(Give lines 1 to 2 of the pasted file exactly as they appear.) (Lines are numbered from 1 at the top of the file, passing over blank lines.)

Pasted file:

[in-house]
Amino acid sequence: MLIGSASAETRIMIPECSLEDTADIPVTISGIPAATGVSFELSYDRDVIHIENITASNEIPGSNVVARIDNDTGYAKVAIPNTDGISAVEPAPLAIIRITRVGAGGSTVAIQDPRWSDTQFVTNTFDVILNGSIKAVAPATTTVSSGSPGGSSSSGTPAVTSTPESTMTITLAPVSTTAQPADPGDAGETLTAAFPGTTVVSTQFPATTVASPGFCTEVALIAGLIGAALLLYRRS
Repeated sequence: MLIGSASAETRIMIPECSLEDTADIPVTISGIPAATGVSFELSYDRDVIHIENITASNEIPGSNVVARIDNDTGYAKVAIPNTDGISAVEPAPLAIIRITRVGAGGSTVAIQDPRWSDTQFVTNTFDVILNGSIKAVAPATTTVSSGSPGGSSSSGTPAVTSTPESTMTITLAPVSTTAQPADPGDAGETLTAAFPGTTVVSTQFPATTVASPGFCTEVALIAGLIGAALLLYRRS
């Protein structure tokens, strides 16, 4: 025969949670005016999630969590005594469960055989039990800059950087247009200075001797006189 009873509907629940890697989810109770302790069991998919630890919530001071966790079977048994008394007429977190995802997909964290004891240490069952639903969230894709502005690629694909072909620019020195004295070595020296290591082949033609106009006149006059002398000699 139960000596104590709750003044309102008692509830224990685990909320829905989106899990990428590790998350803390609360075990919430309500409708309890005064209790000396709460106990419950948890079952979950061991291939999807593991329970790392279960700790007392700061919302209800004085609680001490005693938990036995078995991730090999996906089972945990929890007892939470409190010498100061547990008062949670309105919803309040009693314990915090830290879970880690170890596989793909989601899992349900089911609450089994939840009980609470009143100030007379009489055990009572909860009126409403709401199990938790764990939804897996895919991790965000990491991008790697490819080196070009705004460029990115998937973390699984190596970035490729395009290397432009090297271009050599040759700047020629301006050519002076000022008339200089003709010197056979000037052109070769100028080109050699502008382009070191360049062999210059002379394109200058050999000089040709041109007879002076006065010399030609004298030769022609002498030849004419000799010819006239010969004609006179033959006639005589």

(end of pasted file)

[in-house]
Amino acid sequence: MLIGSASAETRIMIPECSLEDTADIPVTISGIPAATGVSFELSYDRDVIHIENITASNEIPGSNVVARIDNDTGYAKVAIPNTDGISAVEPAPLAIIRITRVGAGGSTVAIQDPRWSDTQFVTNTFDVILNGSIKAVAPATTTVSSGSPGGSSSSGTPAVTSTPESTMTITLAPVSTTAQPADPGDAGETLTAAFPGTTVVSTQFPATTVASPGFCTEVALIAGLIGAALLLYRRS